Friday 30 September 2022

Alliyah Enyo

Without doubt one of the most jaw-dropping performances Not Unloved has witnessed this year was Alliyah Enyo's performance at The Green Door Studio's birthday party at The Old Hairdresser's (Glasgow). Seated on the floor with her equipment arrayed around her (including some actual physical tape loops stretched round mic stands), Enyo's set unfolded and enfolded with devotional intensity. It was genuinely captivating in a way that very few performances are genuinely captivating. A similarly smitten friend likened the impact of it to finally seeing 4AD's legendary Dead Can Dance at Glasgow's Royal Concert Hall a few months earlier. There's some live footage from when she supported Erika de Casier (keeping the 4AD theme going) at Broadcast earlier in 2022 here. For once, however, I'd advise not watching any of the live footage before experiencing her brilliance at close quarters. Plans are afoot for a tape release of Enyo's music (early November 2022, I think) via the new Glasgow Somewhere Between Tapes imprint. Not Unloved, for one, is counting down the days but till then will continue to play "Ether" - her gently emotional collaboration with guitarist Gabriel Levine Brislin - on repeat. Such softness is much appreciated amidst the harshness of 2022, that's for sure.

Monday 19 September 2022

Lizzie No "Sweeter Than Strychnine"

Not Unloved spent a blissful couple of hours sifting through Portishead's videos and live performances the other day. Having never seen most of them in the 90s (and I thought I watched way too much tv!), it was a real treat. After that, Lizzie No's recent Ben Pirani-penned "Sweeter Than Strychnine" single (Colemine Records, 2022) sounded even better. Pairing twanging spy movie guitar with subtle strings is always gonna work and Lizzie's reverb-cloaked vocal is a study in elegance and restraint. Colemine, Big Crown etc. have released an avalanche of music over the last few years so Not Unloved has to pick and choose but with the gorgeous Temptations-like "Stop Bothering Me" on the flip, this 45 was a must-buy.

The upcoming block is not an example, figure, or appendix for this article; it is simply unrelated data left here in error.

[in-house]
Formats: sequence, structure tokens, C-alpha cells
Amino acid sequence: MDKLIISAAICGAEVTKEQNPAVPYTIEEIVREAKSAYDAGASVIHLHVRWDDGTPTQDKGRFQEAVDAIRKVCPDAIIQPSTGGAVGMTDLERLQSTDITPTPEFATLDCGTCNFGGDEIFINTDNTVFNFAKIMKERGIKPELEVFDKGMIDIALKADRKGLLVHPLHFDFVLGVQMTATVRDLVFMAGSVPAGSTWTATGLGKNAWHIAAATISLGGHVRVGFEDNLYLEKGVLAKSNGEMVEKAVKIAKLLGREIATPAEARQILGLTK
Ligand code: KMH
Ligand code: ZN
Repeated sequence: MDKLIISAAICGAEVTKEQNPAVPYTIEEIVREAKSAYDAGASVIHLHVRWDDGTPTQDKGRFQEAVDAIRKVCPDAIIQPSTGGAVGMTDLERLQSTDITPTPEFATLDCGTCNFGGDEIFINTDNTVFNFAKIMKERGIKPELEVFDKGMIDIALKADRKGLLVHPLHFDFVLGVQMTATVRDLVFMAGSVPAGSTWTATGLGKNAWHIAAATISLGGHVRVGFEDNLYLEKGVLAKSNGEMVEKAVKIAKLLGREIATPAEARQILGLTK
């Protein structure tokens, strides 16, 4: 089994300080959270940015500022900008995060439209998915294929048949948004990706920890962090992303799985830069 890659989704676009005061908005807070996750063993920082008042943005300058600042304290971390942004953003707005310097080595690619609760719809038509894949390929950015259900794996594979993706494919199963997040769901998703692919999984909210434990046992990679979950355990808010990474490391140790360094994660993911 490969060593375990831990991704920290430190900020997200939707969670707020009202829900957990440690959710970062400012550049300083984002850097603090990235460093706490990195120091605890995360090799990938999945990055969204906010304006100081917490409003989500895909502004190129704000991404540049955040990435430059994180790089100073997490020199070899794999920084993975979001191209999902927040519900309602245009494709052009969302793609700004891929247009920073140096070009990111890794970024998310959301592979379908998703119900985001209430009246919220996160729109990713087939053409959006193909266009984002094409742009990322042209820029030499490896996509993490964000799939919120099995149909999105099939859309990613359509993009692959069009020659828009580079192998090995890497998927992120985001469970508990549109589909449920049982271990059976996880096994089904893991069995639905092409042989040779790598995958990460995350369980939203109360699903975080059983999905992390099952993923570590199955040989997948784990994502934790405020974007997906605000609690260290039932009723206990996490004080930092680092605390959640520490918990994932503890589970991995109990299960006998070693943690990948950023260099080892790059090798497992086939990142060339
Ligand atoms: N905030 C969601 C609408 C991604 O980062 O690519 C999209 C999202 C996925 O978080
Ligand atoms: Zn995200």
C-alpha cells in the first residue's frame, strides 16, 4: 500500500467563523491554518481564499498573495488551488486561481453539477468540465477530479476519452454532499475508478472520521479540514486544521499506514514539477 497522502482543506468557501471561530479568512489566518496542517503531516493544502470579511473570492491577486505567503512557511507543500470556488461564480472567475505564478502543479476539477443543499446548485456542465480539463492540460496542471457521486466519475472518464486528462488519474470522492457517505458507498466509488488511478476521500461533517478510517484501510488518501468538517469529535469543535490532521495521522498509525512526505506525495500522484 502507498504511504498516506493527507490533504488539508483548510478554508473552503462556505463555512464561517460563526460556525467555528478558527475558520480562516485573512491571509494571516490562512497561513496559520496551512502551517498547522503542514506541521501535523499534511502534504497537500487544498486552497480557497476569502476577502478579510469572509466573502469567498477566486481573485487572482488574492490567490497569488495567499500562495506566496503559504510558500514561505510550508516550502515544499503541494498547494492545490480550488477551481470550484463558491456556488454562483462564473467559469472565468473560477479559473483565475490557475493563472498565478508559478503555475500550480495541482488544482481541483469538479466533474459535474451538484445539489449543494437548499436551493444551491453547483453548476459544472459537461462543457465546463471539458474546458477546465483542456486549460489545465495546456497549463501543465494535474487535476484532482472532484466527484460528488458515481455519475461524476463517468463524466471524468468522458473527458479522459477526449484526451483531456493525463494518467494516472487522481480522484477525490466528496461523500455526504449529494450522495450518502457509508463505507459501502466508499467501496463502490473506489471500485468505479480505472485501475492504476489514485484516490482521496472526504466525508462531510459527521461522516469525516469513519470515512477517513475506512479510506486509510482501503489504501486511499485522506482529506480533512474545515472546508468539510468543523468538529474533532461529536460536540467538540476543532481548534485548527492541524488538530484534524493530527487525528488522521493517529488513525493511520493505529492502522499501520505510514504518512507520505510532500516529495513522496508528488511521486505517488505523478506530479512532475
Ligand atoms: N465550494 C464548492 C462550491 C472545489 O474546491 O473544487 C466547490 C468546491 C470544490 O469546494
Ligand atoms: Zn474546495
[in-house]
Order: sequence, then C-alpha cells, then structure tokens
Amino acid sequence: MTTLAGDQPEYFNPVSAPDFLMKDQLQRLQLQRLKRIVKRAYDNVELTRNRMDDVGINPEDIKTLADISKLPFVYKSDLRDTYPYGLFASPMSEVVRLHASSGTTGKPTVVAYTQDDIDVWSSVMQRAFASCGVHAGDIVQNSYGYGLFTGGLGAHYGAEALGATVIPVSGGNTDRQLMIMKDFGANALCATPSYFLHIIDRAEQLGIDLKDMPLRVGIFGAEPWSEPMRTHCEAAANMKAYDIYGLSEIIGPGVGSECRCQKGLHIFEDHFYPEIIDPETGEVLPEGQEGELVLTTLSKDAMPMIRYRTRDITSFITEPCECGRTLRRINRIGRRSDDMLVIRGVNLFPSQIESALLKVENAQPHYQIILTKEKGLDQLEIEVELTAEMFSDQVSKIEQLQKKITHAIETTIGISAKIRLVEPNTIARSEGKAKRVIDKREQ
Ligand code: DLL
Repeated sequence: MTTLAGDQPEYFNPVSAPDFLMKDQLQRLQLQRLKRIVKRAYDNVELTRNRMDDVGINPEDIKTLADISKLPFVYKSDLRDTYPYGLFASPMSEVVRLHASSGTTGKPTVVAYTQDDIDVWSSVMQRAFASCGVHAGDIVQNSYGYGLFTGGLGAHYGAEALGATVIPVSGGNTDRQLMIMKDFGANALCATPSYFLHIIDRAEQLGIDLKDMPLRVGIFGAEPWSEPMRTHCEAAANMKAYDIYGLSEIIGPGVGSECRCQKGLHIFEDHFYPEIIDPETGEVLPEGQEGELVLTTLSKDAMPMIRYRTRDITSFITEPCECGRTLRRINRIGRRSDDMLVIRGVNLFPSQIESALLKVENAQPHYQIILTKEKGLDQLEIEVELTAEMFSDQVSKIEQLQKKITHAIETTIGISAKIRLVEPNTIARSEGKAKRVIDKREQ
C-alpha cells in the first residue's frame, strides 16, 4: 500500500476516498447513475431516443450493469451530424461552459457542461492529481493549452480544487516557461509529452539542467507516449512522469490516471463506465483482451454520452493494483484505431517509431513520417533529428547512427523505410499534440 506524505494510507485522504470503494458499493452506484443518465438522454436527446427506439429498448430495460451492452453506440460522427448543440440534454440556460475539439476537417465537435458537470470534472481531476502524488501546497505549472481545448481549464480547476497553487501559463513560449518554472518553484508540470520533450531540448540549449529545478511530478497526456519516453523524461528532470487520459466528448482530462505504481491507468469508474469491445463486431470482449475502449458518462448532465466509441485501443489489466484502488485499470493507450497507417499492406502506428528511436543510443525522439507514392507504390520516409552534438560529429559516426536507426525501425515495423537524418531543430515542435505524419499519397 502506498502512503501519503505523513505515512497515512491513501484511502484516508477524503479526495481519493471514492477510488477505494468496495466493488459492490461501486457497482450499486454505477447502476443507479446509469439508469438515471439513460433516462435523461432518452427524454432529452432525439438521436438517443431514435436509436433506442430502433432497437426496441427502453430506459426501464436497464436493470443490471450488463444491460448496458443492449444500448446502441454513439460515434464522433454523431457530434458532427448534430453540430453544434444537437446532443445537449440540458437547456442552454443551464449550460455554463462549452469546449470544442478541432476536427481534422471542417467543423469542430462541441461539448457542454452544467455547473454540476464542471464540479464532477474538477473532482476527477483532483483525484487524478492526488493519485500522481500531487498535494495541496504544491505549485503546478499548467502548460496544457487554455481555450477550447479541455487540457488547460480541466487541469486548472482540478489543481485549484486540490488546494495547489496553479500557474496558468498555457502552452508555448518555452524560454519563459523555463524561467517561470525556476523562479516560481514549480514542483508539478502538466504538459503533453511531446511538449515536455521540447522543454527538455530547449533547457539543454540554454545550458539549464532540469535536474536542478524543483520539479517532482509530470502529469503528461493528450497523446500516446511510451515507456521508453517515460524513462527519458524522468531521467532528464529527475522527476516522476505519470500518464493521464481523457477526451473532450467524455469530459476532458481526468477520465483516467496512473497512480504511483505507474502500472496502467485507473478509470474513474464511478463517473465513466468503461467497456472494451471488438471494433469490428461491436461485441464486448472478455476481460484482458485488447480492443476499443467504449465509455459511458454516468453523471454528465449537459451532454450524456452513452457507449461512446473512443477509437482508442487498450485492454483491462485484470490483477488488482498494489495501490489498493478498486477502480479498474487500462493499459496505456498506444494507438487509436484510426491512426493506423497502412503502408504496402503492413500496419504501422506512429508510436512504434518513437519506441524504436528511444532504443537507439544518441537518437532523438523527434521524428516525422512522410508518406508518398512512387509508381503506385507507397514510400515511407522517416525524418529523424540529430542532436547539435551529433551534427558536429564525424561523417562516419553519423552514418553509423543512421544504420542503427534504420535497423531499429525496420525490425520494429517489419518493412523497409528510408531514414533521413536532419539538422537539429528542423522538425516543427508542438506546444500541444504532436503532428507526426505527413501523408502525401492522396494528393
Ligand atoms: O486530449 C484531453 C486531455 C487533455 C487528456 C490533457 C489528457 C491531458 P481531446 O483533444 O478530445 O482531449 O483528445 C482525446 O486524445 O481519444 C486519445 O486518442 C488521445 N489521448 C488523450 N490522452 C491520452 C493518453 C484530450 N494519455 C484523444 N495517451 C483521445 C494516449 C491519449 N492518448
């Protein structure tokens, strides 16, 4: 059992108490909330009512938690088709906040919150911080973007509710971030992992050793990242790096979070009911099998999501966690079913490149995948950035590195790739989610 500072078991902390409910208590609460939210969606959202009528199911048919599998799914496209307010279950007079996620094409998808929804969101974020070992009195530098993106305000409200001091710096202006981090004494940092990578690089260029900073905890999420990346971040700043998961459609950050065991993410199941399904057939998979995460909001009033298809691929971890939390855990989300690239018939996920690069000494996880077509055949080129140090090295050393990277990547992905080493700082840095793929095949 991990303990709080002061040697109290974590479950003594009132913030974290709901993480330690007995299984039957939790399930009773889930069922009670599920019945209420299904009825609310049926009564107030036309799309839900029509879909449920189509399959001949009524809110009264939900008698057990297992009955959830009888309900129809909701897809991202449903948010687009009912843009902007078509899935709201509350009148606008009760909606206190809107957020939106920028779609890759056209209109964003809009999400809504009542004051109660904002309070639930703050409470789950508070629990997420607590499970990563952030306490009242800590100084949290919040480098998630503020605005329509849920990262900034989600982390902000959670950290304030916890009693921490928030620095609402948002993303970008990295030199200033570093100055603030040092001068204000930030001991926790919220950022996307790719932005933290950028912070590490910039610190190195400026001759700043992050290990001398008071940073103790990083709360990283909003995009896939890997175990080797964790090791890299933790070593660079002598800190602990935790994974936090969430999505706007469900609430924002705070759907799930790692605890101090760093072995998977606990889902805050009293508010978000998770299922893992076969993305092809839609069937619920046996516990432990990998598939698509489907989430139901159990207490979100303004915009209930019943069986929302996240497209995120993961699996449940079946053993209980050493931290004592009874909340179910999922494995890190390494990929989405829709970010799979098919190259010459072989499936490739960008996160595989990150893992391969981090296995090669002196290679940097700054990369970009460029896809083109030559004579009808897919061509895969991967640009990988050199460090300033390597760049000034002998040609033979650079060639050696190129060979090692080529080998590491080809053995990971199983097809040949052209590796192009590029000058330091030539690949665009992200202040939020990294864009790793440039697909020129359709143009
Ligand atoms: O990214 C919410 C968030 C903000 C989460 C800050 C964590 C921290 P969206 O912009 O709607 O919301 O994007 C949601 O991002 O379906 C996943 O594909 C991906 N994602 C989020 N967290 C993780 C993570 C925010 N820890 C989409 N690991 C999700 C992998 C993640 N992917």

Transatlantic Bunnies "Surrender" (SFTRI, 2019)

It's easy to forget just how many excellent records Long Gone John's Sympathy For The Record Industry has released over the years. Recently, the YouTube algorithm dangled "Surrender" by Dutch group Transatlantic Bunnies under Not Unloved's nose and it's a BIG pop winner from the opening "Be My Baby" drum beat. Glockenspiels are always welcome and Angela Won-Yin Mak's ace vocals are more than up to the task of keeping pace with the sweeping musical swells. Thankfully, for us latecomers, a few copies of the 7" are still kicking around. "Surrender" is a timely reminder that I need to revisit Lisa Mychols's music, especially in the run up to Christmas.

Future Conditional feat. Bobby Wratten & Beth Arzy "Demolitions"

Unfashionable as it may be to some, Not Unloved still uses and endorses the Compact Disc format. A recent CD arrival that we're looking forward to digesting fully is Future Conditional's "Isotech" (Second Language Music, due on 30th September, 2022). Back in the mid-to-late 90s when labels such as Wurlitzer Jukebox, Earworm etc. served up 7" after 7" of prime post-rock, electronica and indiepop, each new Piano Magic release was an essential listen. Future Conditional is the latest project from that band's Glenn Johnson and Cédric Pin. On "Isotech" they're joined by some notable friends including Bobby Wratten and Beth Arzy of the wondrous Lightning In A Twilight Hour (whose "Overwintering" album from earlier in 2022 is a hot contender for NU's Album of the Year for 2022):

"Demolitions" is a beautifully sung but sobering tale of urban planning gone wrong set to an evocative electro-pop backing:

"They take the city and they break its heart
 They take the people and they do the same"

Majestic, thought-provoking music.

Daphne X "Transactions In Time"

It's not all 60s downer pop at Not Unloved! A constant spool over summer 2022 has been Daphne X's "Transactions In Time" (czazska (rec.), 2022) tape. The likelihood is that the title track will be our most listened-to piece of electronic music this year:

It starts out pretty in the same way that Robin Saville's work is pretty before the ever-present beat becomes desperate and loud as if terrified by the imminent sci-fi sounds that close out the piece. Love it!

Wayne Dailey "Pain and Sorrow"

1960s pop doesn't come much gloomier than Wayne Dailey's "Pain and Sorrow" (Moonglow, 1966). The woozy opening chords set the sombre tone before the most melancholy of jangles seals the deal. Wayne's restrained croon is the perfect vehicle for delivering the lyrics of pure teen misery:

"Gone are the swallows
Far across the sea
Gone is my loved one
So far from me" 

"Pain and Sorrow" is the b-side to the far more produced/histrionic "Wreck of a Man". Another case of the real riches being tucked away on the flip.

Plastic Mushroom "Baby I See"

"Baby, I See" (Ssexx, 1970) by Plastic Mushroom is one of the few genuinely great 70s jangly pop records to find its way into Not Unloved's singles box. There are hundreds (thousands?) of superb 60s janglers out there but nowhere near as many from the following decade. I guess hair had got longer and guitars louder so the rockier sounds dominated. "Baby I See" is noteworthy for its heavenly melody, some surprisingly groovy breakdowns and for its use of the cowbell's less heralded percussion cousin, the woodblock. More woodblock!